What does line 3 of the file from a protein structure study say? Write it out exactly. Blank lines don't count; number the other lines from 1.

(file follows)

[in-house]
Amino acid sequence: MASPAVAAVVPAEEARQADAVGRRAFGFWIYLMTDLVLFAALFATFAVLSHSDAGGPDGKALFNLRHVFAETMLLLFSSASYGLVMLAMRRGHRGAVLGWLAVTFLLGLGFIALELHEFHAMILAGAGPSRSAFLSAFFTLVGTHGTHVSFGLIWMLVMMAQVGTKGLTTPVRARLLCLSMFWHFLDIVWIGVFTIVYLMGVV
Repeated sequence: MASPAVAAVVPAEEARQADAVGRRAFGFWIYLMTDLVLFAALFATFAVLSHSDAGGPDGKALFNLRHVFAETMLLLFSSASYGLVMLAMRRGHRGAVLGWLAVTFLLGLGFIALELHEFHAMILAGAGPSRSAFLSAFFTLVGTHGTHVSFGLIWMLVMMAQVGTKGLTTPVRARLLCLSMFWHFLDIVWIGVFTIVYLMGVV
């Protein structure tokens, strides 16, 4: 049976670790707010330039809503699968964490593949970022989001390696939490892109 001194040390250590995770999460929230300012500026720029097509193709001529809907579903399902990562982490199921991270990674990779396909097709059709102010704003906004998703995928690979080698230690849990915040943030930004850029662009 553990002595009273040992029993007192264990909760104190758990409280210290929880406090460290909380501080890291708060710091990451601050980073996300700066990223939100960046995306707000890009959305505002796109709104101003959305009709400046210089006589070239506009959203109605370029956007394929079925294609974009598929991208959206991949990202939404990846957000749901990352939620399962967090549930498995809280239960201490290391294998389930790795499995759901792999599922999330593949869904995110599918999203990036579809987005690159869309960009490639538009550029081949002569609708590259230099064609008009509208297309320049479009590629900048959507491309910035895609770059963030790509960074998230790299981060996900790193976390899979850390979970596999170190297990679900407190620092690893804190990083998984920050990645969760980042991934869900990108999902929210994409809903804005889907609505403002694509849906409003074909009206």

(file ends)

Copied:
Repeated sequence: MASPAVAAVVPAEEARQADAVGRRAFGFWIYLMTDLVLFAALFATFAVLSHSDAGGPDGKALFNLRHVFAETMLLLFSSASYGLVMLAMRRGHRGAVLGWLAVTFLLGLGFIALELHEFHAMILAGAGPSRSAFLSAFFTLVGTHGTHVSFGLIWMLVMMAQVGTKGLTTPVRARLLCLSMFWHFLDIVWIGVFTIVYLMGVV